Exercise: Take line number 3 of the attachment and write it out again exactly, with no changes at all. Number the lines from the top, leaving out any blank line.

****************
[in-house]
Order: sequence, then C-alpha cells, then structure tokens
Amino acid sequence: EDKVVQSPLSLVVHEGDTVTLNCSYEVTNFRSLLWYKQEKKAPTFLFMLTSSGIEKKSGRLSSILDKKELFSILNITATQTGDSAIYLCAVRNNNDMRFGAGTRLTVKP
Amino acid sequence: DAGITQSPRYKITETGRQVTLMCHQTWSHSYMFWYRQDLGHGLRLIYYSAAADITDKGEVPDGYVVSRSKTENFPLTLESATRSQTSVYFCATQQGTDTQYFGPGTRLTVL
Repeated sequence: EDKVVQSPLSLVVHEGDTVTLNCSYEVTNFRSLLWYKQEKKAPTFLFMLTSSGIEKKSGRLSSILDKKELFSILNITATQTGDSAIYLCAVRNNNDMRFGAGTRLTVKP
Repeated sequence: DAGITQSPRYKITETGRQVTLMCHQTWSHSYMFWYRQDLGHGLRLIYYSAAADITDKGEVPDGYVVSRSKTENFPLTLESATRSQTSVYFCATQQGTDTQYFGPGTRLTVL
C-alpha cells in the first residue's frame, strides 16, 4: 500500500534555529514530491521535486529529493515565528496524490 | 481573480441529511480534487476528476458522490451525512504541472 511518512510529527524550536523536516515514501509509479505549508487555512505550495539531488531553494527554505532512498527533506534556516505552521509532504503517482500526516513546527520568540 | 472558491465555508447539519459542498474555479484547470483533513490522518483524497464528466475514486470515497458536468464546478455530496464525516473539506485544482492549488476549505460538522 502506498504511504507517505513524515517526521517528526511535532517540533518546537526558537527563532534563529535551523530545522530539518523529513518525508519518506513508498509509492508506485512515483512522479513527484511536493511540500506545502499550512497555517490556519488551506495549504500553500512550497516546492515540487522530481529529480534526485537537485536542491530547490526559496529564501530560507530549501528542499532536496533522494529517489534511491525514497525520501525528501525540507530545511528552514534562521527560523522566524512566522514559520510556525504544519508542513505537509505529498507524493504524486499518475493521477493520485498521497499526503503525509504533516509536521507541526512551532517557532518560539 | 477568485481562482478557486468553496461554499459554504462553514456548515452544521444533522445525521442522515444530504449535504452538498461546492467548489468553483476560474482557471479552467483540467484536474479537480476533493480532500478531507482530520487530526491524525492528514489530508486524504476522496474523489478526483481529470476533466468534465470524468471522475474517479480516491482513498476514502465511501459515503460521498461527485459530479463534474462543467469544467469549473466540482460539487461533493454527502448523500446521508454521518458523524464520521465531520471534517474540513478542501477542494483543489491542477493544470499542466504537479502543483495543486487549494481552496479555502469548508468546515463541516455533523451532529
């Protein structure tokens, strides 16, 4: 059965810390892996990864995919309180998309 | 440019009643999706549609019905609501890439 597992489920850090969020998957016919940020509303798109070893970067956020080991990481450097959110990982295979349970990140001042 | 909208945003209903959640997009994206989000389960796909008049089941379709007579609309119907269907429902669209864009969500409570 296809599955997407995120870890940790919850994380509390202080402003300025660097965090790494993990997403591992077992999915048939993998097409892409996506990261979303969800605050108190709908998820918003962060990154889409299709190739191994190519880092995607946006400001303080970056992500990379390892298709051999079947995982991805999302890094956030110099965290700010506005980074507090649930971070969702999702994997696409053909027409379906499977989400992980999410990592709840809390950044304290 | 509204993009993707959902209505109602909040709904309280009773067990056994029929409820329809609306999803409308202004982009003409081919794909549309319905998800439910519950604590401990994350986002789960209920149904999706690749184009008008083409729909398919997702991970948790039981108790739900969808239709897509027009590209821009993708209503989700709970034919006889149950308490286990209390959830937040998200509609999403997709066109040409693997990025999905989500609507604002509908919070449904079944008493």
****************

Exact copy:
Amino acid sequence: EDKVVQSPLSLVVHEGDTVTLNCSYEVTNFRSLLWYKQEKKAPTFLFMLTSSGIEKKSGRLSSILDKKELFSILNITATQTGDSAIYLCAVRNNNDMRFGAGTRLTVKP